The individual is King here in America. Federal government is closed, and so far you’d hardly notice. Turns out people can live without the services of the Poet Laureate for a week. No-one has taken to the streets in an American ‘Arab Spring’. The heroes of this revolt are nicely tucked up in bed at night, and applauded by many for saying ‘Freedom is the right of the healthy not to pay for the sick.’ 

They really really hate Obamacare. Ok, I’m in Georgia and the South where Republicans rule, but its only by being here (visiting my Obama-voting family) that I start to understand how Texas Senator Ted Cruz, the defacto Che Guavara of this Tea Party revolution could bring government to a grinding halt.

I still think the Republicans will pay for this in the next election. All the polls show that most people blame them for the shutdown (63% blame Republicans, 57% blame Democrats).

But the forty of so Tea-baggers in Congress will keep their seats, so they have nothing to lose. They owe their political life to gerrymandering State legislators who allowed Republicans in places like Texas to draw safe conservative districts. They’re funded by powerful conservative lobby groups like the Tea party Patriot, Americans for Prosperity, and FreedomWorks - not the Republican party.

It’s not just that they ignore moderate Republicans like House speaker and defacto leader of their party, John Boehner; they have him by the short and curlies. 

Their seats are safe (and well funded). His isn’t.

Their local support is not to be sniffed at. These Tea Party renegades have tapped into a rich vein in the American psyche, the part that yearns for the days when federal government in American kept out of people’s lives and did nothing except run the military and foreign policy. No income tax, no federal laws. The State legislature ruled supreme. 

These guys really don’t believe in America at all.

At first the shutdown looked like a coup without guns, with Ted Cruz as a Baptist preaching Bainimarama in a suit. It’s true, they are revolutionary. With no sense of irony, the early preachers of the Tea Party movement used to quote liberally from Saul Alinsky’s left-wing activist hand book ‘Rules from Radicals’. They are now fulfilling their gorilla warfare dream to literally ‘get government out of the way.’ I’ve never seen Michele Bachmann look so happy. ‘The party is energised...This is what the public want,’ she said a few nights ago on Fox News.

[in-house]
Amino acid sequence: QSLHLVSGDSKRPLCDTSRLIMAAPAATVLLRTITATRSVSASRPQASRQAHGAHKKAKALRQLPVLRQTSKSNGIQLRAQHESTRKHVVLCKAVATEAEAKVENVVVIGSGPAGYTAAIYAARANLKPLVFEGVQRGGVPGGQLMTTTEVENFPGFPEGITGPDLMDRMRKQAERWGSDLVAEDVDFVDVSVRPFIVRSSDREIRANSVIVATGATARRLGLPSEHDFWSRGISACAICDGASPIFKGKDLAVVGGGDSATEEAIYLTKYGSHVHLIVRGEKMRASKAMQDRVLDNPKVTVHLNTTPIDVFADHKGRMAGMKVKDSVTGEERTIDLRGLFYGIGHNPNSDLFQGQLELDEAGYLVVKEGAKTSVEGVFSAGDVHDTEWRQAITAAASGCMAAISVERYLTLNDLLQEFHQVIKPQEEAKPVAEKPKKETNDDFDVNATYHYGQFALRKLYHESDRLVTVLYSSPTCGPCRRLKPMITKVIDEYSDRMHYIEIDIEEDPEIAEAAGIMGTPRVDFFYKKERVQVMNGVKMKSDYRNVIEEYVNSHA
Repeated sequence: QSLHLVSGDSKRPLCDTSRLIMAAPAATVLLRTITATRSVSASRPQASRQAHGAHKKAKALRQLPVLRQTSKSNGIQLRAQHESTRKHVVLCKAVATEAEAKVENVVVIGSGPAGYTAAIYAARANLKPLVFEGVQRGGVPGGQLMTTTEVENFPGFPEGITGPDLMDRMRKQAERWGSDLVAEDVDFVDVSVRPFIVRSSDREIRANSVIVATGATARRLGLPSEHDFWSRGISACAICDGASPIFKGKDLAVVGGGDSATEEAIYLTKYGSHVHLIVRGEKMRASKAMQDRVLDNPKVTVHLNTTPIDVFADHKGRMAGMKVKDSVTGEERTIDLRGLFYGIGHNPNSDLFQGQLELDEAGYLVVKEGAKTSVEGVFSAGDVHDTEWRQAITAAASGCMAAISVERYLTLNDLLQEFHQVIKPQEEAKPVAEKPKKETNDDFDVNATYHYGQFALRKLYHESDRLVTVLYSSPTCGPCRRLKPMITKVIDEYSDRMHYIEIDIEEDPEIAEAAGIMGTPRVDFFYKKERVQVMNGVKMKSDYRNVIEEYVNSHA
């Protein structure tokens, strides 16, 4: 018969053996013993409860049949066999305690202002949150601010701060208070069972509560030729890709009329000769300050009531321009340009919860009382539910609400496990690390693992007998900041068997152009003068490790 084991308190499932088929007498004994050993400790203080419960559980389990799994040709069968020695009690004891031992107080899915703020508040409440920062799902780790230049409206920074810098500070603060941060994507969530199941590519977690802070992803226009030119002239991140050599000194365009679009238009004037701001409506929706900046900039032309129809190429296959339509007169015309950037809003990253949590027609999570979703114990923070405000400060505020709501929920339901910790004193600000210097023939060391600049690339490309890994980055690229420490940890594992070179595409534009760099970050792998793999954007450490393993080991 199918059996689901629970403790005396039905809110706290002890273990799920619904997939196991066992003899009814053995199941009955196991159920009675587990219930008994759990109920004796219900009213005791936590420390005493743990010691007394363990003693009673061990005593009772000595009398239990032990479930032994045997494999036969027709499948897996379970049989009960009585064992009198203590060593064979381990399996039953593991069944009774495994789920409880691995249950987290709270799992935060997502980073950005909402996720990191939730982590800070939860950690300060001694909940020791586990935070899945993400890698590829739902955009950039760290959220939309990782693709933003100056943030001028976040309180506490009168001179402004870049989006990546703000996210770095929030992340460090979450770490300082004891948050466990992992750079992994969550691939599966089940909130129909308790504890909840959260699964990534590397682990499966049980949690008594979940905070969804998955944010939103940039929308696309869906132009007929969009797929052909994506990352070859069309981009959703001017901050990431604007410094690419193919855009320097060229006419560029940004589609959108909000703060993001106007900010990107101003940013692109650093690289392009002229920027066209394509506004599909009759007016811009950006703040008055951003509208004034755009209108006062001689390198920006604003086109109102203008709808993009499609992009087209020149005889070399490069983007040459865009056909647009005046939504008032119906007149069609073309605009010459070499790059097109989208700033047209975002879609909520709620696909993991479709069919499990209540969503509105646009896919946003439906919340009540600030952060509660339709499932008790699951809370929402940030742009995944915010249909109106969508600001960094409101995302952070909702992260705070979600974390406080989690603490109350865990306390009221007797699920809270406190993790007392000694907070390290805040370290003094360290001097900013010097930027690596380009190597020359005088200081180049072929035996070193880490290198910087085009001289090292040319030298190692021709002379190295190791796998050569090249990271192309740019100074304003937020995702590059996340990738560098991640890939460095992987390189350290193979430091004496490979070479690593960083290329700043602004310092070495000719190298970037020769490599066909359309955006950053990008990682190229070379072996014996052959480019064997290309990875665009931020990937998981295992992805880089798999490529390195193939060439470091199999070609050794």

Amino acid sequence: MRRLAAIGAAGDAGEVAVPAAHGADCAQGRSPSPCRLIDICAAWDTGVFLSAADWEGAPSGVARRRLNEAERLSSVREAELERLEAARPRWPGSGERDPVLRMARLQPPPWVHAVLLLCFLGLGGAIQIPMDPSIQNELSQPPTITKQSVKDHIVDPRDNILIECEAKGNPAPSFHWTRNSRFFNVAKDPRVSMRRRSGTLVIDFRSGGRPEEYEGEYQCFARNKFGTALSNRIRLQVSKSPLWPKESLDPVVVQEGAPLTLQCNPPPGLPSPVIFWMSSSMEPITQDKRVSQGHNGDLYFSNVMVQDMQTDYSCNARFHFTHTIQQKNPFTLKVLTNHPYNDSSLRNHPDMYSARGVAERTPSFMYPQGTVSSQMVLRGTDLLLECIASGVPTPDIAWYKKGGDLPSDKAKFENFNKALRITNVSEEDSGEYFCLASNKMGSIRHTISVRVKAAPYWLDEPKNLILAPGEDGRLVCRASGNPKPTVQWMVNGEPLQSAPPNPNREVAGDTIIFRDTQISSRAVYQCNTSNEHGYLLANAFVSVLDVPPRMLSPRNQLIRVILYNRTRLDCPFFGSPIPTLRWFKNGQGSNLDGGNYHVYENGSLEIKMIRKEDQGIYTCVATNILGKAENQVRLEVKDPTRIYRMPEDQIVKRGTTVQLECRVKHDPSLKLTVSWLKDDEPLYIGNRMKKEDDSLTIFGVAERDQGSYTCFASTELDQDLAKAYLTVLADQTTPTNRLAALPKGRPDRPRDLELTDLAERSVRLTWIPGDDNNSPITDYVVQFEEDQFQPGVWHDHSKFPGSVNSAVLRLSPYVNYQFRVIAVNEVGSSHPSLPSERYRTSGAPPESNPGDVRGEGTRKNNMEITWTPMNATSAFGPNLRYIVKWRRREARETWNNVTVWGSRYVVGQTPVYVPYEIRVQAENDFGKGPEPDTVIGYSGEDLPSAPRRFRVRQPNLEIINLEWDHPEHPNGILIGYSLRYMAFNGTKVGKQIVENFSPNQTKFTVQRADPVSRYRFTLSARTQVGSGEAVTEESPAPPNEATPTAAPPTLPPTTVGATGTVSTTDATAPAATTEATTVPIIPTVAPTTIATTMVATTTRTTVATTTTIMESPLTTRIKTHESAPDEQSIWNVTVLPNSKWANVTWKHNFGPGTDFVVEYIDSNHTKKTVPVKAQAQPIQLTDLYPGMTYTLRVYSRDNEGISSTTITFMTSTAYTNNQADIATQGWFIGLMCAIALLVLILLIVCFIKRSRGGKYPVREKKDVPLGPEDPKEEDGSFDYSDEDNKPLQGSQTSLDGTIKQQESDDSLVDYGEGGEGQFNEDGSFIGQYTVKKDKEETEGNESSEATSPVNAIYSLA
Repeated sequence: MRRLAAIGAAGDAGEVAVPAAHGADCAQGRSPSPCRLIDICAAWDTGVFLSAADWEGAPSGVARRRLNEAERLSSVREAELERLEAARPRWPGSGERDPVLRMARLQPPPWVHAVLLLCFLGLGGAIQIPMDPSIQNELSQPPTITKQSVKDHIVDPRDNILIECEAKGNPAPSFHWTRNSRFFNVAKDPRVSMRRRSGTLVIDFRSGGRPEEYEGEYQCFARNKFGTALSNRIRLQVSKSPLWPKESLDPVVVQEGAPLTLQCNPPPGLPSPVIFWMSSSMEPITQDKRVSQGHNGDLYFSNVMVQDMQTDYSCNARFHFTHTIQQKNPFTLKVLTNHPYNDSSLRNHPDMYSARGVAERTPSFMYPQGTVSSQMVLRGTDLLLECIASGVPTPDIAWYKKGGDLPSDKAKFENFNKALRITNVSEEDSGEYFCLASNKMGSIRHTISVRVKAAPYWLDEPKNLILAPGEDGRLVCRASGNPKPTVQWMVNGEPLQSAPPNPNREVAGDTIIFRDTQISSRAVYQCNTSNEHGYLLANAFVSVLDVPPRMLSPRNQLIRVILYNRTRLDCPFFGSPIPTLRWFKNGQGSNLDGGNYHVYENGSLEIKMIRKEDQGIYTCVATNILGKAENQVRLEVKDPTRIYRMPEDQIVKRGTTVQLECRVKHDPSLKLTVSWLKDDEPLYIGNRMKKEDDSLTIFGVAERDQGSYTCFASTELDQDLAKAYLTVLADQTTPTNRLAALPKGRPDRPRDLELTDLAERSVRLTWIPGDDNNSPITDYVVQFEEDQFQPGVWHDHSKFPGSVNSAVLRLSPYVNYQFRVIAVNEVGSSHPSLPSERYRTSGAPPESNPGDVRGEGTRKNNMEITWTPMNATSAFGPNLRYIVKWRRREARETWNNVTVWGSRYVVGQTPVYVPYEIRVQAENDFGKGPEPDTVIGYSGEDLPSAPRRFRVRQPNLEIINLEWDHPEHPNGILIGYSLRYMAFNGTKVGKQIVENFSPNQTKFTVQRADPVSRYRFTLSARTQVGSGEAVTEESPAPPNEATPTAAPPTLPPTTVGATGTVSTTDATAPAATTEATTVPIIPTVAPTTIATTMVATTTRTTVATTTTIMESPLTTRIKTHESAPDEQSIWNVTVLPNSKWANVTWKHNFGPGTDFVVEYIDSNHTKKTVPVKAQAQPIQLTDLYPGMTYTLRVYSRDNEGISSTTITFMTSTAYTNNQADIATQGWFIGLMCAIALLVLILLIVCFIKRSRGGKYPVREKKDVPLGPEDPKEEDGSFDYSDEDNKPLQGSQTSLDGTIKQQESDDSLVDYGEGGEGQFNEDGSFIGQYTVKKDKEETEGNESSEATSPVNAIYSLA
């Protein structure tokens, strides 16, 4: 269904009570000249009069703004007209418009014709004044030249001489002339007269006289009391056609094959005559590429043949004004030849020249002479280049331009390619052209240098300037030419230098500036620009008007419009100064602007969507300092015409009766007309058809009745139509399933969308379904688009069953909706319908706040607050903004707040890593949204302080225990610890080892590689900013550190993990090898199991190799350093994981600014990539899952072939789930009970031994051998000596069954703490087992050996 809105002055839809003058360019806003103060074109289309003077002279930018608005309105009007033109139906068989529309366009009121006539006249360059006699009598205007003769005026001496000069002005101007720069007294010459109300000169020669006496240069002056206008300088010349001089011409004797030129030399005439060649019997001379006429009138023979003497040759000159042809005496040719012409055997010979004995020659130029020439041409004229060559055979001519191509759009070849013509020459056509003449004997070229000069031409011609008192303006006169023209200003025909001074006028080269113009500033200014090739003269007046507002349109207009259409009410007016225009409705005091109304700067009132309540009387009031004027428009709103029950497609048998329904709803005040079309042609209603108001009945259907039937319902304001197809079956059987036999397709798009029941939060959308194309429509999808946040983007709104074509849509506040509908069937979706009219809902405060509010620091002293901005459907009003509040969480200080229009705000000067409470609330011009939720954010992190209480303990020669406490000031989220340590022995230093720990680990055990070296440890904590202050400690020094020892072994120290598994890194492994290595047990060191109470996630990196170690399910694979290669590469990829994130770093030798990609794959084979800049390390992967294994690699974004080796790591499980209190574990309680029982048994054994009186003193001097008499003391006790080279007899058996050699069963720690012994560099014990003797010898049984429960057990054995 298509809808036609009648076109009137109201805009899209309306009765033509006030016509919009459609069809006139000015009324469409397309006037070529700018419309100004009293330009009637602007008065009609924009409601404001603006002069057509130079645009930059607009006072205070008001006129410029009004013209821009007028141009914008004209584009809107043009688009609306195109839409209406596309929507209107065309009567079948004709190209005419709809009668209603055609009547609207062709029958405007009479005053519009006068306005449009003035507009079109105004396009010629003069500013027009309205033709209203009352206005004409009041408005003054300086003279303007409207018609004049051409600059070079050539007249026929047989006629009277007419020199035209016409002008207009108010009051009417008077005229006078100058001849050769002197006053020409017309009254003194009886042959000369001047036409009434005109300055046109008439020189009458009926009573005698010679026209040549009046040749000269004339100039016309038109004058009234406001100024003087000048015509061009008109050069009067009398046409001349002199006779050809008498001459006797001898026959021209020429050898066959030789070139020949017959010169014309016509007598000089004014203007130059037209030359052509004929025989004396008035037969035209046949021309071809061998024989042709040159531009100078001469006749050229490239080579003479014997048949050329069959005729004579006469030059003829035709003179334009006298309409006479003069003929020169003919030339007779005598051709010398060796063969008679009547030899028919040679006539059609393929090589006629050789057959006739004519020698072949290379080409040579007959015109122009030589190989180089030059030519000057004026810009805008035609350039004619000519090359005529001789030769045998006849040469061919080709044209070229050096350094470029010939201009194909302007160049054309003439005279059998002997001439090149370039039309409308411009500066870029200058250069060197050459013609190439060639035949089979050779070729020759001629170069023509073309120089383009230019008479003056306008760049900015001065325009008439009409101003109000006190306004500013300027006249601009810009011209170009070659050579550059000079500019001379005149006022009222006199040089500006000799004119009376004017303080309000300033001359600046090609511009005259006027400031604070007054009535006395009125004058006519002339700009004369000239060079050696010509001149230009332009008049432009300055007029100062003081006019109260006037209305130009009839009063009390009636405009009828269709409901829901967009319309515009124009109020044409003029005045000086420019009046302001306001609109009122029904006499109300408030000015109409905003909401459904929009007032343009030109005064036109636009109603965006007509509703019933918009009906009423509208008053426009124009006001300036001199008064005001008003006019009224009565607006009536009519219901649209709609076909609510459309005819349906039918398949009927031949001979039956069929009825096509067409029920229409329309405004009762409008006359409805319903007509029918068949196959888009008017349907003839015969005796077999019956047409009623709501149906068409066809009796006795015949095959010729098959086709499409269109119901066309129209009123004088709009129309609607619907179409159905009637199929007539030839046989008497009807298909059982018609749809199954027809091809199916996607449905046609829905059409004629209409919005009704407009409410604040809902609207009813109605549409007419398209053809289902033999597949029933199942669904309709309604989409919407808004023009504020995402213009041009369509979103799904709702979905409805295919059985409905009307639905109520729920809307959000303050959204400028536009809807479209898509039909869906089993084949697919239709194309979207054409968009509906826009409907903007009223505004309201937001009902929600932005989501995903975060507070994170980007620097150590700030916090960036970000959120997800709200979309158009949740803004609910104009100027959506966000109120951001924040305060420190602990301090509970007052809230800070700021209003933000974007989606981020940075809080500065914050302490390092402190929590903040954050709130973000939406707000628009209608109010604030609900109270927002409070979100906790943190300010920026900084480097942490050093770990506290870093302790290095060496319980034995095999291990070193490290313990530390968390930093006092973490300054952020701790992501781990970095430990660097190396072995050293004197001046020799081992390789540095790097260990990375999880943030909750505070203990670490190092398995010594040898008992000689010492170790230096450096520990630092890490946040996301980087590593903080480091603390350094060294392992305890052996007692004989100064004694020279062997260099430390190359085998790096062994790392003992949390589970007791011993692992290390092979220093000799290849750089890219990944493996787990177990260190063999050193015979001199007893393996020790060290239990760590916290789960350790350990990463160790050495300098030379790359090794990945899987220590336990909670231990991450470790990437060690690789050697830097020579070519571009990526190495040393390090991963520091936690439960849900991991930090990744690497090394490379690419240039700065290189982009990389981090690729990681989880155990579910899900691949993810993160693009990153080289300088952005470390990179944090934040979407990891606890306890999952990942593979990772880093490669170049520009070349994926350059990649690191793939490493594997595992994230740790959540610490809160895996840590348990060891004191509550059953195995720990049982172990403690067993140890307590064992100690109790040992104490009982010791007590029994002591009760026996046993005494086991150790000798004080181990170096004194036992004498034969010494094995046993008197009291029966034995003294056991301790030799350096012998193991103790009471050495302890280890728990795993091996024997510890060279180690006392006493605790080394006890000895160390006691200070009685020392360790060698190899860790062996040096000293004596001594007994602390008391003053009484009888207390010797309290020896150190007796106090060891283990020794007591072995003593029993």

Some Tea Party leaders even talk about the need for ‘second amendment remedies’. Nearly half of all Republicans think that an armed insurrection may be necessary in a few years. 

Obama cannot negotiate with these Republican lemmings in suicide vests.

But they are not, as some have said, changing the principles of the constitution. They are sticking to the rule of law. They may be setting a political precedent by re-negotiating laws they don’t like at a time when they should be agreeing a budget so America can pay its bills. But they are not setting a legal one. 

They are political vandals, not coup-makers.

I was at a ‘block party’ yesterday, where neighbours close their street, bring a plate and hang out together. If the shutdown continues, and if Republicans won’t support a rise to the debt ceiling, then we may see people like this take to the streets without their plates. 

Government funded pre-school programs have closed. One man has a son working for the Coastguard, and since the shutdown, relying on limited satellite and weather information. He’s worried about his boy.

Atlanta is home to the Centres for Disease Control & Protection (CDC) where the world’s only vial of small pox is stored, next to the test tube of Ebola and other nasties. The shutdown has closed the CDC, which means that no-one is working on curing people of nasty diseases. 

A virologist said that he was meant to be working on a vaccine for next years flu virus. ‘My advice to people is don’t get the flu next winter’.

Small hotels in national parks have had to close and cancel reservations. Americans hate stories of small businesses getting whacked.

But then I chatted to a shop assistance at the mall. Young, fit and black. He hates the idea of Obamacare. ‘Why should I have to pay a fine if I don’t have health insurance? I get check ups. I’m fit. It should be my choice.’ How do you explain to a young guy selling Ralph Lauren suits that he better hope he never ends up in a hospital in America later in life.

At least the late night comedians have had a great week. Americans tune into Jay Leno or the Daily Show (depending on their politics) to work out what they really think about the shutdown. Not many would disagree with comedian Stephen Colbert’s analysis: "Republicans don't want to shut the government down, they want to end this stalemate and get back to the important work of crippling the government."